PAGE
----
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TWELFTH NIGHT

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Ah, delightful youth! Is there any other time in life when trickery and comic charms are so agreeably linked to romance, when confusion and questions of identity reign supreme, when love can stir the heart and blind the eye in the mere moment that it takes to look, to fall, to lose both breath and mind to instant, uncontrollable passion? Then, too, there is that place where the serious side of maturity is simply ignored. Age may supplant dewy fresh skin with wrinkles and frost dark hair with gray, but the heart may overcome it all if it retains a youthful vigor and carefree spirit—and a lively sense of humor, as well.

Director Kris Tabori emphasizes these young-in-years and young-at-heart ideologies almost serenely with A Noise Within's 12th anniversary offering of one of Shakespeare's most durable and beloved romantic comedies, Twelfth Night. Set designer Trefoni Michael Rizzi has created a beautifully simple, classic arena in which to tell the tale of shipwrecked twins Viola (Julia Coffey) and Sebastian (Kerby Joe Grubb) who, believing each other to have perished at sea, eventually find themselves entangled in an ever-escalating misadventure built on mistaken identity, practical jokes, and, of course, love.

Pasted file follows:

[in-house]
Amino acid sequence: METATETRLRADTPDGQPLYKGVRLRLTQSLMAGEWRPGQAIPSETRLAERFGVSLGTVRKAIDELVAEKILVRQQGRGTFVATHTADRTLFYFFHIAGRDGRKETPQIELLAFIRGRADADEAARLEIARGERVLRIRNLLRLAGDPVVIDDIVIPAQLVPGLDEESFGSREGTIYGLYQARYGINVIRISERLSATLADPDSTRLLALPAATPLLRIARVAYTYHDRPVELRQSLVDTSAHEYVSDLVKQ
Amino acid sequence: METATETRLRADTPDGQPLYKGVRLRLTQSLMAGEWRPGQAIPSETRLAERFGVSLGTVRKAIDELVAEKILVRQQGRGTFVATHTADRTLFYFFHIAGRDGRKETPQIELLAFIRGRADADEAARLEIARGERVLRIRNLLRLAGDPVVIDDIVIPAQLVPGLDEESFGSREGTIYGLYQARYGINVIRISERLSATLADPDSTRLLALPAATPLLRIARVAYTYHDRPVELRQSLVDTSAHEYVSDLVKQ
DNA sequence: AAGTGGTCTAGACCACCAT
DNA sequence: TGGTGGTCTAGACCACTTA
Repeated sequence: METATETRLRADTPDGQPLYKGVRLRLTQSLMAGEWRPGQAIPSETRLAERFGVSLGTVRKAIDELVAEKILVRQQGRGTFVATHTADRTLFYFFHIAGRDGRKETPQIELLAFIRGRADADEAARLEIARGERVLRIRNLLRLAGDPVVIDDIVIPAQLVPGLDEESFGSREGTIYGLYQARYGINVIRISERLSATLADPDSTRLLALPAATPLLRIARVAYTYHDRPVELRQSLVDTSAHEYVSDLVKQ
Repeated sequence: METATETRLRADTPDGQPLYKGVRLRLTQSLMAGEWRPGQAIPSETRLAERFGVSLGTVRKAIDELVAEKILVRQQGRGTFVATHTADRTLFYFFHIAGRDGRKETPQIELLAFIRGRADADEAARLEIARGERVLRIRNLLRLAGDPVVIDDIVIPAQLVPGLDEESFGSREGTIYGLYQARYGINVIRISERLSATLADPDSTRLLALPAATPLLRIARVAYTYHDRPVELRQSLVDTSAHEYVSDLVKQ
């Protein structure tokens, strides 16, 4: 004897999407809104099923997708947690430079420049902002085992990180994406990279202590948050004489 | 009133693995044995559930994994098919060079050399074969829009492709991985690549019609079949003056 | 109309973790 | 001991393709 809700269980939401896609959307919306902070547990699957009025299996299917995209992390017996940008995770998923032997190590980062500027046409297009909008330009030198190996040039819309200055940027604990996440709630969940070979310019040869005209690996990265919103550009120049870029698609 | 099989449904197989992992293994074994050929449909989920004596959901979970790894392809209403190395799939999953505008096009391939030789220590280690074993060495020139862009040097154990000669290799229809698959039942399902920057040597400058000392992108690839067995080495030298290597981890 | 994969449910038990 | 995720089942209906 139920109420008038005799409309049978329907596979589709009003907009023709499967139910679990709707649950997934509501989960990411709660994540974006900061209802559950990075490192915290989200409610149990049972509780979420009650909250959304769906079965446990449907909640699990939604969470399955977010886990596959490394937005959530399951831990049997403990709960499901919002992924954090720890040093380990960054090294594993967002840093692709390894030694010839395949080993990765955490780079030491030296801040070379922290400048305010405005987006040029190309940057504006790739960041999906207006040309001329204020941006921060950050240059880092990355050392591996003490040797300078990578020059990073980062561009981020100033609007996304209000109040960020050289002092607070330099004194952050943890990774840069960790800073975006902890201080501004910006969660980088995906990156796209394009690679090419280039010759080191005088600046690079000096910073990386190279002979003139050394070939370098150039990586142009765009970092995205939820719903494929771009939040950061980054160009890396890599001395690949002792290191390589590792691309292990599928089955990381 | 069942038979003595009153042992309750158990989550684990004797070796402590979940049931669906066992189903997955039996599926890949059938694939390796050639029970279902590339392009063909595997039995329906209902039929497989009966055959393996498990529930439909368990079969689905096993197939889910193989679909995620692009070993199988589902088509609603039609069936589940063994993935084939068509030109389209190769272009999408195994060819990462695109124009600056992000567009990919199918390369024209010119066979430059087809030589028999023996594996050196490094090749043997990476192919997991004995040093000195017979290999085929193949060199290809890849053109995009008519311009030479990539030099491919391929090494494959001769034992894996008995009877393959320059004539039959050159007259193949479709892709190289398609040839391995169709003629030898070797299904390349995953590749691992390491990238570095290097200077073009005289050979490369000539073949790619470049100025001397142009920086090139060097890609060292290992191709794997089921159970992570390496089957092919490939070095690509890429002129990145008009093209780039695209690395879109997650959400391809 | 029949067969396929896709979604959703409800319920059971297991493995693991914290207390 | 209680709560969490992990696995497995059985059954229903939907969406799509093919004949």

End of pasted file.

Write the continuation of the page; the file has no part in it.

Alex Jaeger's 19th century costume design enhances feminine and masculine sensibilities, as does Tabori's direction. The Countess Olivia (a luminous Tessa Thompson), adorned with flowers and subtle jewels, is all demure eyes, pouty lips, and elegantly clasped hands. She is the very epitome of innocent femininity, contrasted with Coffey's short-cropped hair, handsome male attire, and more straightforward demeanor in her disguise as Cesario. However, the transformation is merely a ploy in which to gain favor, and employment, with the youthful, roguish Duke Orsino (J. Todd Adams). Viola falls for Orsino, but he only has eyes for Olivia, who naturally becomes instantly smitten with Cesario.

The adults are also fair game. The terrific Robertson Dean has great fun as Olivia's drunken uncle, Sir Toby Belch, without ever going over the top. He is frequently led on by his more aged but still sprightly cohort, Sir Andrew Aguecheek (audience favorite Hamilton Camp). Inciting them to mischief is Olivia's gentlewoman, Maria (Cynthia Brooks), who instigates a devilish prank upon Olivia's stern steward, Malvolio (a comically dour-faced Alan Brooks) with unexpected results.

Tabori's more thoughtful approach to Shakespeare's classic comedy manages to retain the humor while imbuing the play with a sense of sophistication not usually associated with it. And it works. Laughter still sounds, romance still fills the air, and love still conquers all.

"Twelfth Night," presented by and at A Noise Within, 234 S. Brand Blvd., Glendale. Repertory schedule. Mar. 19-May 16. $20-40. (818) 240-0910, ext. 1.

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